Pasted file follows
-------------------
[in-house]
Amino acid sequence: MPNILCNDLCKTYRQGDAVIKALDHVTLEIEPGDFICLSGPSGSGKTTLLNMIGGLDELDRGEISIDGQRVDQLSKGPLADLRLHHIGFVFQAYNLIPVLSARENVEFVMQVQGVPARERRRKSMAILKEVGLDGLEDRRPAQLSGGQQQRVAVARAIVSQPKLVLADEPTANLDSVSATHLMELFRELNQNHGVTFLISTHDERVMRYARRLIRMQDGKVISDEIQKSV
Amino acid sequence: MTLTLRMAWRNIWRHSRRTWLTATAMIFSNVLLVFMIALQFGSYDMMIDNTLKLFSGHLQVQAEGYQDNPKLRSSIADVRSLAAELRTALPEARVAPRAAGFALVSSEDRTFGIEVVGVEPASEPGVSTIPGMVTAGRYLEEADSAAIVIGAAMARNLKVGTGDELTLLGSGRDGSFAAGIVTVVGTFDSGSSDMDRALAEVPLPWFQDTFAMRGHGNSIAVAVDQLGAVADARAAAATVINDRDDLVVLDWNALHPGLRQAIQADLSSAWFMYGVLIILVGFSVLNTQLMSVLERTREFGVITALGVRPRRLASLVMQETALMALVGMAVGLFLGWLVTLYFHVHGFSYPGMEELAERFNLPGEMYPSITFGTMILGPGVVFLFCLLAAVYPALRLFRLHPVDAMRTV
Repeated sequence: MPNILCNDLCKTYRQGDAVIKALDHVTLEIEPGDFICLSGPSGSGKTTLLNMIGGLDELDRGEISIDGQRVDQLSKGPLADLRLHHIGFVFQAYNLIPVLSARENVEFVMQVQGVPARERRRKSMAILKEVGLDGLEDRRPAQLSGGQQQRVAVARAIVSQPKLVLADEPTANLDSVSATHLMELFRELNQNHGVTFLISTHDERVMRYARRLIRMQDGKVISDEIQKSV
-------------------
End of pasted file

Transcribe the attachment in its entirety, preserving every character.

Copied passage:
[in-house]
Amino acid sequence: MPNILCNDLCKTYRQGDAVIKALDHVTLEIEPGDFICLSGPSGSGKTTLLNMIGGLDELDRGEISIDGQRVDQLSKGPLADLRLHHIGFVFQAYNLIPVLSARENVEFVMQVQGVPARERRRKSMAILKEVGLDGLEDRRPAQLSGGQQQRVAVARAIVSQPKLVLADEPTANLDSVSATHLMELFRELNQNHGVTFLISTHDERVMRYARRLIRMQDGKVISDEIQKSV
Amino acid sequence: MTLTLRMAWRNIWRHSRRTWLTATAMIFSNVLLVFMIALQFGSYDMMIDNTLKLFSGHLQVQAEGYQDNPKLRSSIADVRSLAAELRTALPEARVAPRAAGFALVSSEDRTFGIEVVGVEPASEPGVSTIPGMVTAGRYLEEADSAAIVIGAAMARNLKVGTGDELTLLGSGRDGSFAAGIVTVVGTFDSGSSDMDRALAEVPLPWFQDTFAMRGHGNSIAVAVDQLGAVADARAAAATVINDRDDLVVLDWNALHPGLRQAIQADLSSAWFMYGVLIILVGFSVLNTQLMSVLERTREFGVITALGVRPRRLASLVMQETALMALVGMAVGLFLGWLVTLYFHVHGFSYPGMEELAERFNLPGEMYPSITFGTMILGPGVVFLFCLLAAVYPALRLFRLHPVDAMRTV
Repeated sequence: MPNILCNDLCKTYRQGDAVIKALDHVTLEIEPGDFICLSGPSGSGKTTLLNMIGGLDELDRGEISIDGQRVDQLSKGPLADLRLHHIGFVFQAYNLIPVLSARENVEFVMQVQGVPARERRRKSMAILKEVGLDGLEDRRPAQLSGGQQQRVAVARAIVSQPKLVLADEPTANLDSVSATHLMELFRELNQNHGVTFLISTHDERVMRYARRLIRMQDGKVISDEIQKSV